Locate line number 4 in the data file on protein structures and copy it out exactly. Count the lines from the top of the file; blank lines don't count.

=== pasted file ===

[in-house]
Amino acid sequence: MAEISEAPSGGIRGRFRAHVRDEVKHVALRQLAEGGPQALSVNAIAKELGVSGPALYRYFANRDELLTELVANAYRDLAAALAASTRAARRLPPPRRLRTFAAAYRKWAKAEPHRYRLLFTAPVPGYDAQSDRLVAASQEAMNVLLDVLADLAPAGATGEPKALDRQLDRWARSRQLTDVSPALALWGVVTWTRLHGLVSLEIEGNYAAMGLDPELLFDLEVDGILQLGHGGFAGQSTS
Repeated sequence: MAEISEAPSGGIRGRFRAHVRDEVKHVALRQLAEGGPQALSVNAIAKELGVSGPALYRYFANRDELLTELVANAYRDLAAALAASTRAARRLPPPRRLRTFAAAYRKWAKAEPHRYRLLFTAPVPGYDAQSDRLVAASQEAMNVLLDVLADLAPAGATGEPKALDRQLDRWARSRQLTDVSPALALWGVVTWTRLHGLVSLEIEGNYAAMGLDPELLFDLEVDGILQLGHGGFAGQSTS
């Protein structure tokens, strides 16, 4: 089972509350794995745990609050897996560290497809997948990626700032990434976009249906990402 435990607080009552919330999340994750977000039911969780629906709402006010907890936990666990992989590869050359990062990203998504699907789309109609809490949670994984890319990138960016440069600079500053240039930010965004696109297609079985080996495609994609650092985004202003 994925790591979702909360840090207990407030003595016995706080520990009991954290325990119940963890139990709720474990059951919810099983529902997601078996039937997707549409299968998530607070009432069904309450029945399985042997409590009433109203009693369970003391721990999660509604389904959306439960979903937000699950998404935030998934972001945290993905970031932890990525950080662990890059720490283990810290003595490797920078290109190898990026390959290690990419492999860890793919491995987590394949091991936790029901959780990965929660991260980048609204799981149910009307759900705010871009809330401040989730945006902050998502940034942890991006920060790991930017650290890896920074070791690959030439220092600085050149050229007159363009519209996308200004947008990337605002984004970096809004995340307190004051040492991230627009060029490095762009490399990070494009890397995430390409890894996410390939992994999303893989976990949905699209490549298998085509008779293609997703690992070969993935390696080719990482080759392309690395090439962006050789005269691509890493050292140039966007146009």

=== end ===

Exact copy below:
């Protein structure tokens, strides 16, 4: 089972509350794995745990609050897996560290497809997948990626700032990434976009249906990402 435990607080009552919330999340994750977000039911969780629906709402006010907890936990666990992989590869050359990062990203998504699907789309109609809490949670994984890319990138960016440069600079500053240039930010965004696109297609079985080996495609994609650092985004202003 994925790591979702909360840090207990407030003595016995706080520990009991954290325990119940963890139990709720474990059951919810099983529902997601078996039937997707549409299968998530607070009432069904309450029945399985042997409590009433109203009693369970003391721990999660509604389904959306439960979903937000699950998404935030998934972001945290993905970031932890990525950080662990890059720490283990810290003595490797920078290109190898990026390959290690990419492999860890793919491995987590394949091991936790029901959780990965929660991260980048609204799981149910009307759900705010871009809330401040989730945006902050998502940034942890991006920060790991930017650290890896920074070791690959030439220092600085050149050229007159363009519209996308200004947008990337605002984004970096809004995340307190004051040492991230627009060029490095762009490399990070494009890397995430390409890894996410390939992994999303893989976990949905699209490549298998085509008779293609997703690992070969993935390696080719990482080759392309690395090439962006050789005269691509890493050292140039966007146009």